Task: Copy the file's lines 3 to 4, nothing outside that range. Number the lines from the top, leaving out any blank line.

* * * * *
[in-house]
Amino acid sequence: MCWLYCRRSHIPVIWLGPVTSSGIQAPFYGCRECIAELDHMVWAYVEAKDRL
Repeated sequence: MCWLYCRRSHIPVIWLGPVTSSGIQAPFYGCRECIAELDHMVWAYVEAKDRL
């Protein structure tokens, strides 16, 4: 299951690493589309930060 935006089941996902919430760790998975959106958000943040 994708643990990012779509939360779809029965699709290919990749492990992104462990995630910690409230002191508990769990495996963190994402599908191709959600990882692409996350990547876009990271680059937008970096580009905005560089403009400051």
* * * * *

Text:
Repeated sequence: MCWLYCRRSHIPVIWLGPVTSSGIQAPFYGCRECIAELDHMVWAYVEAKDRL
């Protein structure tokens, strides 16, 4: 299951690493589309930060 935006089941996902919430760790998975959106958000943040 994708643990990012779509939360779809029965699709290919990749492990992104462990995630910690409230002191508990769990495996963190994402599908191709959600990882692409996350990547876009990271680059937008970096580009905005560089403009400051």